Motivation and emotion/Textbook/Emotion/Adolescence
Emotion in Adolescents[edit source]
Introduction[edit | edit source]
"Storm and Stress" (Hall, 1904).
Emotional responses during adolescence are felt with increase intensity and can have a great impact on the individual’s psychological wellbeing (Elkind & Bowen, 1979). The definition of adolescent emotion is difficult to pinpoint however this chapter will present you with different components that influence adolescent emotion and give you ample opportunity to stop and reflect on your own experiences. Before we begin think back to when you were going through the emotional ride that is adolescence. Do you remember this period of your life as emotionally positive, negative or neutral - or a combination of these?
Emotion[edit | edit source]
Definition[edit | edit source]
Emotion is difficult to in a simplistic manner. Emotions are a multidimensional aspect of human life and have many components that lead to every day outputs. Emotions are often described as feelings, however, they are much more. Emotions are complex and are made up of much more than a passing mood of either positive or negative (Powell, 1984). Emotions may be purposive, biological, and subjective to circumstances or as a result of social surroundings (Izard, 1993). Emotional responses or occurrences happen to people as a contrast to being actively initiated by an individual (Powell, 1984).
Adolescent definition[edit | edit source]
The definition of adolescence is almost as hard to find a consensus on as emotion. For ease of definition adolescence can be describes as the period that occurs between childhood and adulthood. In this period an individual encounters may self realisations and transitionary occurrences (Hall,1904) It was during this stage of development that G. Stanley Hall theorised that risky behaviour, mood alterations and conflict with parents was likely to occur with increased frequency.
Talk to a friend and ask for their definition of emotion. See how their definition varies to yours and if the definition of emotion is difficult to pinpoint. As a discussion point which type of emotion (purposive, biological, subjective or social) do you think is exhibited most often?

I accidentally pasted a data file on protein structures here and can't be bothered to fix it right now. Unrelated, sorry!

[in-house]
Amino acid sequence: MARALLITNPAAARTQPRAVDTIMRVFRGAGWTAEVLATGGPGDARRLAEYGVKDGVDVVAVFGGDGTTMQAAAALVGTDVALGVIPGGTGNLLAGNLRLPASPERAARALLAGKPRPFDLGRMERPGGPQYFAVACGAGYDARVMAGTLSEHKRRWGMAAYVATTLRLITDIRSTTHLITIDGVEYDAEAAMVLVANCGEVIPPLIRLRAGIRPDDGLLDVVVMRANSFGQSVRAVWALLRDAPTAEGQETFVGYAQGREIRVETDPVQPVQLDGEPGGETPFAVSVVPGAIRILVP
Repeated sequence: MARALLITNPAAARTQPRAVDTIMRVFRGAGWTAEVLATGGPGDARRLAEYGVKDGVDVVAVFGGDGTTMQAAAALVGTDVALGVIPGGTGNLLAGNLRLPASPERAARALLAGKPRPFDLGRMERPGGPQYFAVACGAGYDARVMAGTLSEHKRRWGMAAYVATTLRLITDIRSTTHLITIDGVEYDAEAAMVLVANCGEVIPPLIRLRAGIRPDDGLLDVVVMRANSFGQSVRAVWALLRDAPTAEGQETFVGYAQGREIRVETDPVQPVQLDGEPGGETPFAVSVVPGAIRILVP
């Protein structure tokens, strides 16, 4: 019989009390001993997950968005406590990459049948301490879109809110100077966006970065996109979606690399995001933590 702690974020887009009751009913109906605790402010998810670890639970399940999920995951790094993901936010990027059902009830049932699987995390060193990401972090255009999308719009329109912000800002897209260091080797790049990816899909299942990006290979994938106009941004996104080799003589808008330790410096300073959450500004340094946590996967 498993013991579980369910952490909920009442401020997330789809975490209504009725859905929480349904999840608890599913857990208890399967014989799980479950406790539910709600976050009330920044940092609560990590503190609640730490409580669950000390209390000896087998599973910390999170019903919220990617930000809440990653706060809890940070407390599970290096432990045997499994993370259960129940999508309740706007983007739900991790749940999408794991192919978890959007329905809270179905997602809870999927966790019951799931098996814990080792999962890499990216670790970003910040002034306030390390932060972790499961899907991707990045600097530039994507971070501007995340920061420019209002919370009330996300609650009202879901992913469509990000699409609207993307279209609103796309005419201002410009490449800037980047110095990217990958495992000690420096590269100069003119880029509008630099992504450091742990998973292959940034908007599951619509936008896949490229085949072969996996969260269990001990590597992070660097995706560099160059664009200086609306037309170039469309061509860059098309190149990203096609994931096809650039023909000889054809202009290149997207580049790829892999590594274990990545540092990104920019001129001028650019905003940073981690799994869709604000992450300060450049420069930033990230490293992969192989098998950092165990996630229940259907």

Types of Emotion[edit | edit source]
Primary Emotions[edit | edit source]
Primary emotions are those that we feel as an immediate reaction to a stimulus. These emotions are not consciously thought about and are a result of instincts (Parrott, 2001). For example, when we are told that our pet has died we feel sadness. Examples of primary emotions include fear, sadness, happiness and anger. Theoretically speaking there is not a great deal of consensus when it comes to the how many emotions a human encompasses, however, it can be narrowed down to at least two (Solomon,1980) to around ten (Izard, 1993).
Secondary learned emotions[edit | edit source]
Secondary emotions are those that occur after an individual has encountered a primary emotion or as a result of a string of emotional analysis. Learned emotions are those that arise out of social interactions or situations. These emotions include shame, guilt and envy (Macmillan, 1994.) These types of emotions are encountered during adolescence as it is a time in which peer interaction and independence starts to become highly valued.
Emotional Intelligence[edit | edit source]
Emotional intelligence is an important component that aids in the way emotions are expressed and interpreted. The way in which an individual processes emotions affects the way that they interact in their relationships (Goleman, 1997). Emotional Intelligence is defined as the way we exhibit, interpret and understand emotions. Although it is theorised that during childhood emotional development occurs adolescence is where the more complex issues and challenges arise. Equipped with the knowledge accumulated in childhood an adolescent begins to navigate their way through new territory. Emotional intelligence has many versions that identify sub sections. We will now examine some of those that Goleman identified as prevalent in adolescence:
Self awareness[edit | edit source]